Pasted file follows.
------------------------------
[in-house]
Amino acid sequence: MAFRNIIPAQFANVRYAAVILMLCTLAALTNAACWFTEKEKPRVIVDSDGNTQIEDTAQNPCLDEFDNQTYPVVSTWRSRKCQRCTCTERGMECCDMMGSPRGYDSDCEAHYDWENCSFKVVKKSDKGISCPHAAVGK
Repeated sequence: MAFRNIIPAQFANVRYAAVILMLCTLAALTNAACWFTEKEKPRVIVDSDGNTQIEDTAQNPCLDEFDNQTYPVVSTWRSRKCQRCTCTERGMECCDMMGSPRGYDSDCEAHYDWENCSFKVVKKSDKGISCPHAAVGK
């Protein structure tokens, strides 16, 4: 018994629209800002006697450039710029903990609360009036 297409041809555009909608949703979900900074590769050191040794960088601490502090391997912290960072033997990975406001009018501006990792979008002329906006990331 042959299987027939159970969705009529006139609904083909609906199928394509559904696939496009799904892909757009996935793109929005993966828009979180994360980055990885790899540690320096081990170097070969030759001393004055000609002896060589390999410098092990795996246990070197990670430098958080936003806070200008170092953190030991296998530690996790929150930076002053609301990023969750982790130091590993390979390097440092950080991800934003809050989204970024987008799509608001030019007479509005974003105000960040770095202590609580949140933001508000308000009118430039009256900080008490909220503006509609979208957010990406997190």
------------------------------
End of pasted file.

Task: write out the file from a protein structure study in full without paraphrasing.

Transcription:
[in-house]
Amino acid sequence: MAFRNIIPAQFANVRYAAVILMLCTLAALTNAACWFTEKEKPRVIVDSDGNTQIEDTAQNPCLDEFDNQTYPVVSTWRSRKCQRCTCTERGMECCDMMGSPRGYDSDCEAHYDWENCSFKVVKKSDKGISCPHAAVGK
Repeated sequence: MAFRNIIPAQFANVRYAAVILMLCTLAALTNAACWFTEKEKPRVIVDSDGNTQIEDTAQNPCLDEFDNQTYPVVSTWRSRKCQRCTCTERGMECCDMMGSPRGYDSDCEAHYDWENCSFKVVKKSDKGISCPHAAVGK
């Protein structure tokens, strides 16, 4: 018994629209800002006697450039710029903990609360009036 297409041809555009909608949703979900900074590769050191040794960088601490502090391997912290960072033997990975406001009018501006990792979008002329906006990331 042959299987027939159970969705009529006139609904083909609906199928394509559904696939496009799904892909757009996935793109929005993966828009979180994360980055990885790899540690320096081990170097070969030759001393004055000609002896060589390999410098092990795996246990070197990670430098958080936003806070200008170092953190030991296998530690996790929150930076002053609301990023969750982790130091590993390979390097440092950080991800934003809050989204970024987008799509608001030019007479509005974003105000960040770095202590609580949140933001508000308000009118430039009256900080008490909220503006509609979208957010990406997190």